We got a German by the name of Myers to take us to Atchison. We stayed there overnight with Mr. Allen. The next day we heard there was a boat coming down the river. Mr. Allen hailed it to stop as it was about to pass on without stopping.

He helped us get on the boat with our belongings and a horse father had given me. Mr. Allen gave me three sacks of corn and a big bundle of hay to feed the horse. He wouldn't charge anything for it.

As the boat was leaving I threw three half-dollars back on the bank to Mr. Allen. He picked it up and bade us farewell. We were on our way home.

We all got seasick. We made beds on the boat with our bedding and all, to lay down on. The fare from Atchison to St. Louis was $77.00. On our way to St. Louis, the boat ran into a snag and tore off the side of the boat, including the cook's cabin.

This caused us days of delay getting repairs to the boat. We got this repaired and started on our way and again snagged a hole in the hull, six inches. We stopped it up with old pieces of clothing and then put three pumps to work to get the water out.

Then at daybreak, the boiler burst. We all rushed to the stern, intending to jump overboard. After examining it, we found about two feet open on top of the boiler. So we kept on going.

We made it to St. Louis and there got another boat. We traveled from St. Louis, Missouri on the Mississippi river to the mouth of the Ohio River. Then on the Ohio River to Parkersburg (West Virginia). We then went up the (Little) Kanawha River to Gilmer County, where my brother lived. John Weaver, my older brother, was married and he did not go out west.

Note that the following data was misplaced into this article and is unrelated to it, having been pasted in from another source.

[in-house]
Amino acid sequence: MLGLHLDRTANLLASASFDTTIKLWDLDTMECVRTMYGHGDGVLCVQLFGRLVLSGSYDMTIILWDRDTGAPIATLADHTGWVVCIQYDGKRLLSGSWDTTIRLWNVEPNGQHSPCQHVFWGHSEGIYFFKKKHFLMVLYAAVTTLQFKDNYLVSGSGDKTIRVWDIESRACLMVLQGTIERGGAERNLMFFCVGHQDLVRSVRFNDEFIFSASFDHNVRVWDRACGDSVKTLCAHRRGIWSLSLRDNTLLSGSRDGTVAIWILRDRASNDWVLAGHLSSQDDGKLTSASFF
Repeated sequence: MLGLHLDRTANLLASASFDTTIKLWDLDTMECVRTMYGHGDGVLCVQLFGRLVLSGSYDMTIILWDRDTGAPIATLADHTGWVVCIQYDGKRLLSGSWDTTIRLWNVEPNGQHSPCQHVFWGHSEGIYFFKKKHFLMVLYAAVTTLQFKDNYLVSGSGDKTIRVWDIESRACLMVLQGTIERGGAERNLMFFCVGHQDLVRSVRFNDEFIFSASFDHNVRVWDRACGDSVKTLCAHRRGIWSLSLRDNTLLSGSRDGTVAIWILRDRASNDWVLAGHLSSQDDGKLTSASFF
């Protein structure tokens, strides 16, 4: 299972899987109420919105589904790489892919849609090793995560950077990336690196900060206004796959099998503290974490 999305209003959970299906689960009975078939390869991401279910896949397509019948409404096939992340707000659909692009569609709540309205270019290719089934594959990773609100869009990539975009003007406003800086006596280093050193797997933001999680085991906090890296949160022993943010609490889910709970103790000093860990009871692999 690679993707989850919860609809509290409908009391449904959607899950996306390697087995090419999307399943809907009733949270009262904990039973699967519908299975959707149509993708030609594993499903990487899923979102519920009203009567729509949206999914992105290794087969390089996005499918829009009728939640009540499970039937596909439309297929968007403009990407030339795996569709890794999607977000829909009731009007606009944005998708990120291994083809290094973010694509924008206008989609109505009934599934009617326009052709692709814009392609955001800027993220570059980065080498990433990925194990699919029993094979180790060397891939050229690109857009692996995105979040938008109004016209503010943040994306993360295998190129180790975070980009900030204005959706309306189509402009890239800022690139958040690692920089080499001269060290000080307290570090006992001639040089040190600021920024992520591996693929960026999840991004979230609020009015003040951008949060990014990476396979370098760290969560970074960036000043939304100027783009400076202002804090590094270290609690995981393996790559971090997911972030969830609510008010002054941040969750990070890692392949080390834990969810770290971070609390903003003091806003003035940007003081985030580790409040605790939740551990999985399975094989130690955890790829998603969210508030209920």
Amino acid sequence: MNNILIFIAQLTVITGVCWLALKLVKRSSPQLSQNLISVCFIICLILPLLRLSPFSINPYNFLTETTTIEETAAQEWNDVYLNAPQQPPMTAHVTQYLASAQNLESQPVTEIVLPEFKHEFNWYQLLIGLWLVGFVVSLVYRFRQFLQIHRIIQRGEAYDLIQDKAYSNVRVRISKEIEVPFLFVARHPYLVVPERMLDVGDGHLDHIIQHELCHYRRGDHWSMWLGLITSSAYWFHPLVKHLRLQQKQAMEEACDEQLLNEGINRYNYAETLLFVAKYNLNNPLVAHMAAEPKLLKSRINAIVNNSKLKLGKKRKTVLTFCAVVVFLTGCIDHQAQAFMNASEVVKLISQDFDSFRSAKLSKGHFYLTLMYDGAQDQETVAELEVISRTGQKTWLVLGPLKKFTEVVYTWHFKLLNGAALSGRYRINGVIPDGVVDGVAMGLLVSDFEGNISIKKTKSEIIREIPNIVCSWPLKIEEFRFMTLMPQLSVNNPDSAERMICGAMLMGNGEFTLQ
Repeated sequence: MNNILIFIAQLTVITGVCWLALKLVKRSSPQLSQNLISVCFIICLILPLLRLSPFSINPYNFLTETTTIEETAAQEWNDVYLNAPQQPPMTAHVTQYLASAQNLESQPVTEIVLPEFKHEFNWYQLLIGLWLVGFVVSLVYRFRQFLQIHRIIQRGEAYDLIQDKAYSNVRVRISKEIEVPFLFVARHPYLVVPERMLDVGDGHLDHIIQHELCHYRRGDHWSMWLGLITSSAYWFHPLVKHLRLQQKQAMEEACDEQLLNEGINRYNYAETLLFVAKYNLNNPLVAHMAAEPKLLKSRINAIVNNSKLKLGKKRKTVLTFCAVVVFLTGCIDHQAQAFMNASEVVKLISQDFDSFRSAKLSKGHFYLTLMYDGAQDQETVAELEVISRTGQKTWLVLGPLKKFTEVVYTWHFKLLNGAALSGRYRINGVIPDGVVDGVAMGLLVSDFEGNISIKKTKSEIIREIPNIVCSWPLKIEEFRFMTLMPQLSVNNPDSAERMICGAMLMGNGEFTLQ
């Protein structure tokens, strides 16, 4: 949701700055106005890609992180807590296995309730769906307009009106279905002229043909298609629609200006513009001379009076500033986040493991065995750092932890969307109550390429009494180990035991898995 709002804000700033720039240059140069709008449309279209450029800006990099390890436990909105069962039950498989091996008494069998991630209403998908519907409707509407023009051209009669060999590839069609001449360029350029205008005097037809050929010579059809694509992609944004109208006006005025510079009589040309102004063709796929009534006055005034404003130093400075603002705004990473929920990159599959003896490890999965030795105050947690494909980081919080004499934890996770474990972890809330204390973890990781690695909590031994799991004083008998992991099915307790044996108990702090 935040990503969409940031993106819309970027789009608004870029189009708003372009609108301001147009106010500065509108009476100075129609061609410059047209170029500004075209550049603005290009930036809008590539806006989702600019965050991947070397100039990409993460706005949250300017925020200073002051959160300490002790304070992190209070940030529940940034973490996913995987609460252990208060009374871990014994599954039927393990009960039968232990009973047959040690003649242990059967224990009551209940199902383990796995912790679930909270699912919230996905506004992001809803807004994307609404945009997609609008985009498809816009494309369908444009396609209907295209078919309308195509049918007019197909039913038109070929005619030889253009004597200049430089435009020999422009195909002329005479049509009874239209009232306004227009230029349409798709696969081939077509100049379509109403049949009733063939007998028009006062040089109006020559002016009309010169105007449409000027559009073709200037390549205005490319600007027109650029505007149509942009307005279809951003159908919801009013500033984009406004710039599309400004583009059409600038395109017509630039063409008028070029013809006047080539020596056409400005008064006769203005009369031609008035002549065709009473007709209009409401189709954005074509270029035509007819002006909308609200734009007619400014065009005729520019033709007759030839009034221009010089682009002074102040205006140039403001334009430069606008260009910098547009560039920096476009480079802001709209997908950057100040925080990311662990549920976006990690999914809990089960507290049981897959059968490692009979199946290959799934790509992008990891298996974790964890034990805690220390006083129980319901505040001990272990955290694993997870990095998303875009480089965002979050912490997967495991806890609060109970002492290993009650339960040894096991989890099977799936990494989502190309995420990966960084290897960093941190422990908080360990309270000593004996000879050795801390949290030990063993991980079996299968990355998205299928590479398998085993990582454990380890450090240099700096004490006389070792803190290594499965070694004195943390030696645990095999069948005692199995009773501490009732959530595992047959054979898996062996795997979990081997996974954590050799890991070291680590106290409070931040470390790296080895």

We got robbed on the boat of all our money and mother's trunk. Mother had put part of her money in the trunk and part of it in her stocking, along with the key to the trunk and the weigh bill for her trunk. While she was asleep one night, someone cut her stocking and took everything. She could not claim her trunk because she did not have her weigh bill. So we had nothing left.

We stayed with John (Weaver) for a few days and then went to Barbour County and stayed with my sister, Polly, who had married Edgar Poling.

Eugenous (Eugene) stayed on with John and later married and settled in Gilmer County. We stayed with Polly until we found a place and settled down.

After a few years, I went back to Kansas for a visit. Thirty-five years in fact. Eugenous (Eugene) went with me. It was a thriving farming community. This was the year 1881. We met with old friends who were now prosperous farmers and businessmen. The little town of Atchison had grown to be a big city and my father's grave is now under part of the city.

"Farewell to all my Kansas friends
of whom you can boast;
I often recall the days that are past,
when near my father's host."

"But now he lies neath your city walls of Atchison;
where oft you tread."

"We all must part from off this earth,
and be numbered with the dead." - Benjamin Weaver

A note added years later by Benjamin Weaver: "My Aunt Lucinda Carpenter, daughter of Almira Weaver Carpenter, said that she heard her mother talk about this trip and told that they had to tie their cows and calves to an iron stake to keep them from blowing away in the wind (tornado). The wind did blow one calf away and they never did find it."

"All the families had underground shelters to run into when they saw a storm coming. They had beds and food in the shelter. She also told about the big snakes they had to watch for. The struggle with Cholera and Ague (something like Malaria Fever), together with the fight about slavery gave Kansas the name of Bleeding Kansas."


Hur Herald ©from Sunny Cal
The information on these pages, to the extent the law allows, remains the exclusive property of Bob Weaver and The Hur Herald. information cannot be not be used in any type of commercial endeavor, or used on a web site without the express permission of the owner. Hur Herald published printed editions 1996-1999, Online ©Hur Herald Publishing, 1999, 2000, 2001, 2002, 2003, 2004, 2005, 2006, 2007, 2008, 2009, 2010, 2011, 2012, 2013, 2014, 2015, 2016, 2017, 2018, 2019